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Try eating with your fingers at Tajitu

Restaurant review

Restaurant review

May 25, 2008|By GASTRONOMIST BOSCH

FREDERICK, Md. - Certain culinary traditions are famed for their vegetarian fare - Indian, Japanese and Thai, to name a few. Much to this vegetarian's delight, the area has seen an influx of these cuisines in recent years. But there are times when I'm in the mood for something different.

It was in this adventurous spirit that two friends and I - including one carnivore - made our way to Tajitu, an Ethiopian restaurant, on a recent Thursday evening. Owing to the traditions of the Ethopian Orthodox Church, Ethiopian cuisine has a rich vegetarian heritage. But our collective experience with Ethiopian food was quite limited, so we were looking forward to broadening our palates.

Situated in the old Snow White Grill building on East Patrick Street, Tajitu's dining room strikes the perfect balance between classy and casual. The walls are decorated with Ethiopian crafts and artwork, and traditional Ethiopian music sets a relaxed, sociable mood. On this particular evening, the place was about half-full of mostly smiling patrons.

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Most of the seating is conventional, but for those seeking a more authentic experience, there also are several mesobs - colorful, woven platforms which serve as tables, surrounded by stools and cushions. We opted for a mesob. With the menus, our server brought us warm, hand towels - Ethiopian cuisine consists entirely of finger food - which always makes me feel a little more at home.

To whet our appetites, we ordered a round of sambusas. These are very similar to Indian samosas - small, fried pastries, stuffed with lentils or beef. The lentil variety was quite good - crisp and flaky on the outside; warm and earthy with subtle bursts of spice on the inside. Our carnivorous friend was less impressed by the beef version, complaining that they were "a little dry."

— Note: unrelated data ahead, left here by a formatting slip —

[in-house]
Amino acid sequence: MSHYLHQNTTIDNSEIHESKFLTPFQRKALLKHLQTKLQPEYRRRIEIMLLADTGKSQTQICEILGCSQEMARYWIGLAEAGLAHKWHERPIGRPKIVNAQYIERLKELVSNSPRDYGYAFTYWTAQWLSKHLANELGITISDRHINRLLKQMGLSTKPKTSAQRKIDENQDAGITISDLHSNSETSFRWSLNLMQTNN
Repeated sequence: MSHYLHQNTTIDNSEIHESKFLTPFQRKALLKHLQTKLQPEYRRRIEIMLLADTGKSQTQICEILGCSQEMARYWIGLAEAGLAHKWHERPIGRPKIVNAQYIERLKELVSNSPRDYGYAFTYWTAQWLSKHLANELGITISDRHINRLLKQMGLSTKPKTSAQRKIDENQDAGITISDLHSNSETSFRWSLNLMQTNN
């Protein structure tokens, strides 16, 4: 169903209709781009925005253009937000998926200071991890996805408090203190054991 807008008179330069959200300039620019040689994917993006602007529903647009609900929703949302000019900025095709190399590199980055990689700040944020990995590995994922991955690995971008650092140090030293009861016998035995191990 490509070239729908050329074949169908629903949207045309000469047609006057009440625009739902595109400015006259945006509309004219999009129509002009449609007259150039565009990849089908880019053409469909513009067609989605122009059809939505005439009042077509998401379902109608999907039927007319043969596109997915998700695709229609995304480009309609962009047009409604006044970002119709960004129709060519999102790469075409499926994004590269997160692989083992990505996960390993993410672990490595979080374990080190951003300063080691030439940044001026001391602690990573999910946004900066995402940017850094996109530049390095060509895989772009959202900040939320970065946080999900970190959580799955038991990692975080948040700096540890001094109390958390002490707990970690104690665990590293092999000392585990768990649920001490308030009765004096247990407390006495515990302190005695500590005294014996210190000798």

The menu offers quite a selection of entres, including poultry, beef, lamb and seafood dishes, along with a generous array of meatless options. After much deliberation, my vegetarian companion and I both opted for the combination platter - our choice of any five vegetarian dishes - while the meat-eater chose the beef tibs.

Essential to any Ethiopian meal is injera, a thin, spongy flatbread with a mild tang like that of buckwheat. These are used in lieu of cutlery. One simply tears off a piece of injera and scoops up the desired morsel.

By the time our meals arrived - our server, though friendly, wasn't in any particular hurry - we were eager to start scooping. My vegetarian friend and I agreed that the mesir azefa (a generously seasoned blend of green lentils, onions and jalapeos) was the standout dish, with a mild but lingering heat and a savory quality that reminded us of potato salad. I also liked the tikel gomen (cabbage and potatoes, seasoned with onion, garlic and ginger) and the shuro wot (spiced chickpeas). I couldn't identify some of the more exotic flavors, but they tended toward the bright and astringent.

Other dishes met with less enthusiasm. The fosolia (sauted green beans, carrots and onions) struck me as bland and overcooked. The kik-wot (a mash of yellow split peas in spicy berbere sauce) was, frankly, inedible, and remained on the tray at the end of the meal.

On the carnivorous side of the table, the tibs (a stir-fry of beef, green peppers and onions) got a dubious reception. As with the sambusas, my friend reported that the meat was dry and lacking in flavor.

In short, it was a mixed bag: the good stuff was very good, and the other stuff ranged from forgettable to foul. I'm glad I decided on the combination platter, and I'd recommend the same strategy to others who are unfamiliar with Ethiopian cuisine; the menu offers similar options for nonvegetarians.

Despite the disappointments, we all found enough to make a satisfying meal, and the tab for the three of us (including two rounds of drinks) came to a little more than $100. A worthwhile experiment, but not one I'm especially eager to repeat.

Restaurant review: Tajitu



3 (out of 5)
Food: 3 stars
Value: 4 stars
Service: 3 stars
Ambience: 4 stars

Address: 9 E. Patrick St., Frederick, Md.

Hours: 11 a.m. Tuesdays through Sundays; closed on Mondays.

Phone: 301-631-6800

Style: Ethiopian

Web site: www.tajitu.com

Range: Appetizers are $3 to $5; salads are $3.50 to $6.50; vegetarian entres are about $9 (vegetarian combo platter is $16.50); meat entres are $16 to 19.50 (combo platter is $18); desserts are $4.

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